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U.S. Sanctions on Venezuela Snap Back Into Place

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The U.S. has reimposed sanctions…

Mexico Begins Oil Contract Review

Mexico’s elected government has stayed true to President-elect’s campaign promise to review all oil contracts sealed by the previous administration and has started the review process for a contract with a consortium led by U.S. Talos Energy, Reuters reports.

Talos Energy holds 45 percent in the venture, which also involves Premier Oil with 10 percent and Mexican independent Sierra Oil & Gas, with 45 percent. The chief executive of the Mexican company welcomed the review.

“They should check everything,” Ivan Sandrea told Reuters. “Along with the entire industry, I’m most interested that they clear up all of their thoughts that there was manipulation.”

The consortium was among the winners of exploration rights to Mexican oil and gas blocks in the first tender of Enrique Pena Nieto’s government. It won the rights to two blocks and later announced a discovery that could hold 1.2 to 1.8 billion barrels of crude in Mexico’s shallow waters.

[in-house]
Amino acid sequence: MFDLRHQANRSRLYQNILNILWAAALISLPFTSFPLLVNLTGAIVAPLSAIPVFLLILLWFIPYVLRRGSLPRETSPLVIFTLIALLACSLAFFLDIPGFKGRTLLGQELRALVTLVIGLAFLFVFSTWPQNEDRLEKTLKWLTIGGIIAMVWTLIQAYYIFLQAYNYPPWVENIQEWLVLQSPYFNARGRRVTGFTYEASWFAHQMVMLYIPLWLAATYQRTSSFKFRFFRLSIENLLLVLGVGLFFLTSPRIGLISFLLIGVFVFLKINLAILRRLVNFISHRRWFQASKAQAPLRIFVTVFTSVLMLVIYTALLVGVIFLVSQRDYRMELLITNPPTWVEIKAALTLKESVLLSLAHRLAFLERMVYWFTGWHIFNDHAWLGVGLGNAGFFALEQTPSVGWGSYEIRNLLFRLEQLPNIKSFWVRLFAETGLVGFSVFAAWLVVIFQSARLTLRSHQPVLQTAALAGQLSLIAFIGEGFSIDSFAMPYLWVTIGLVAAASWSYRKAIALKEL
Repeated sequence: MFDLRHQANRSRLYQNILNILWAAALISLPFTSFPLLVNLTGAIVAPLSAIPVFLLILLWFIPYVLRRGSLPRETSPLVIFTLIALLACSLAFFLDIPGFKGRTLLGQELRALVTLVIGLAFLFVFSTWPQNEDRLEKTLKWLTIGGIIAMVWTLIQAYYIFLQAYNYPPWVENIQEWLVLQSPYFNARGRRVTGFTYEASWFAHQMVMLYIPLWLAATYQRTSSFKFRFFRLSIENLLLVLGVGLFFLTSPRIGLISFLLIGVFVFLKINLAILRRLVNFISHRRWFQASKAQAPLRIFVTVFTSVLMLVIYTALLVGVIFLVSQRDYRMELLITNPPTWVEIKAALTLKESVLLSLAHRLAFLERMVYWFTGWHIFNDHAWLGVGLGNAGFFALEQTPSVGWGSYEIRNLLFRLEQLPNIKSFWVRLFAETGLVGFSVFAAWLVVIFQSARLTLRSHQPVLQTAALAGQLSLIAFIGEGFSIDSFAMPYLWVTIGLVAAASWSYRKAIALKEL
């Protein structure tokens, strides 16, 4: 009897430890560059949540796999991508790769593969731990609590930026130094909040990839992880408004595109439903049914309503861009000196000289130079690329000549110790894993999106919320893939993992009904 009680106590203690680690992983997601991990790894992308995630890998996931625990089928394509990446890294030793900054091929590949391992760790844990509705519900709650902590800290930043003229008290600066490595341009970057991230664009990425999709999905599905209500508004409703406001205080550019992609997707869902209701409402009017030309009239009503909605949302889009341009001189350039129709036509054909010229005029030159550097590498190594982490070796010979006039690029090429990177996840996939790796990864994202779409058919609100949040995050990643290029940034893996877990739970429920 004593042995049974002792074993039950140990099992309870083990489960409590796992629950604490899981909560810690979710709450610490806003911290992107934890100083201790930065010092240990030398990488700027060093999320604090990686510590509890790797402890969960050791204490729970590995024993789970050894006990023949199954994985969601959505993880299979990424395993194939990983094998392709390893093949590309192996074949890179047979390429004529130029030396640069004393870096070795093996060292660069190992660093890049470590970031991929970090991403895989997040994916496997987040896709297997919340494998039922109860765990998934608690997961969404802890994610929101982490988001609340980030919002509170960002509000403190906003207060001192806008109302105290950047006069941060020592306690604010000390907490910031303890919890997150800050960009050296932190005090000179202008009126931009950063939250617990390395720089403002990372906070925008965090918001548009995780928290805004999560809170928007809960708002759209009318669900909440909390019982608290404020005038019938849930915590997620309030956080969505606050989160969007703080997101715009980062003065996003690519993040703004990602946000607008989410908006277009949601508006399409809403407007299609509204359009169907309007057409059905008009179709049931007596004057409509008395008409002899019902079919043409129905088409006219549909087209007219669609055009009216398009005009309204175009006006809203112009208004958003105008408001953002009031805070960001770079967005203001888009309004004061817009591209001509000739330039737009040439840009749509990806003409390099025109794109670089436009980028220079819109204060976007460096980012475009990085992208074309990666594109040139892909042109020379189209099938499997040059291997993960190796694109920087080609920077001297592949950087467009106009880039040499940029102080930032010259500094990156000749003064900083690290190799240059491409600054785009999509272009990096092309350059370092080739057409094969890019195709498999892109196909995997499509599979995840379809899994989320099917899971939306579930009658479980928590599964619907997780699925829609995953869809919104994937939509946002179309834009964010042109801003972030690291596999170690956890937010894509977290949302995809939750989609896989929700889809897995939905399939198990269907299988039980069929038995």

President-elect Andrés Manuel López Obrador, who takes office in December, has been critical of Pena Nieto’s energy reform and has vowed to review the contracts that foreign firms have already signed with Mexico.

Last month, Reuters reported that it had seen a draft of Obrador’s new energy policy guidelines, which featured an indefinite suspension of new oil tenders and a proposal to give state-held oil firm Pemex the power to pick its own partners for joint ventures without holding tenders, boosting ties and cooperation with OPEC, and leaving the International Energy Agency (IEA), which represents the interests of oil-consuming countries.

Yet later, Obrador clarified that the tenders would be suspended only until the contracts signed over the last three years are reviewed. There are more than 100 of them.

Mexico’s current oil production stands at about 1.84 million bpd, of which 60 percent is exported. Production has been falling steadily and the tenders organized by the previous government were instrumental in reversing the decline.

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By Irina Slav for Oilprice.com

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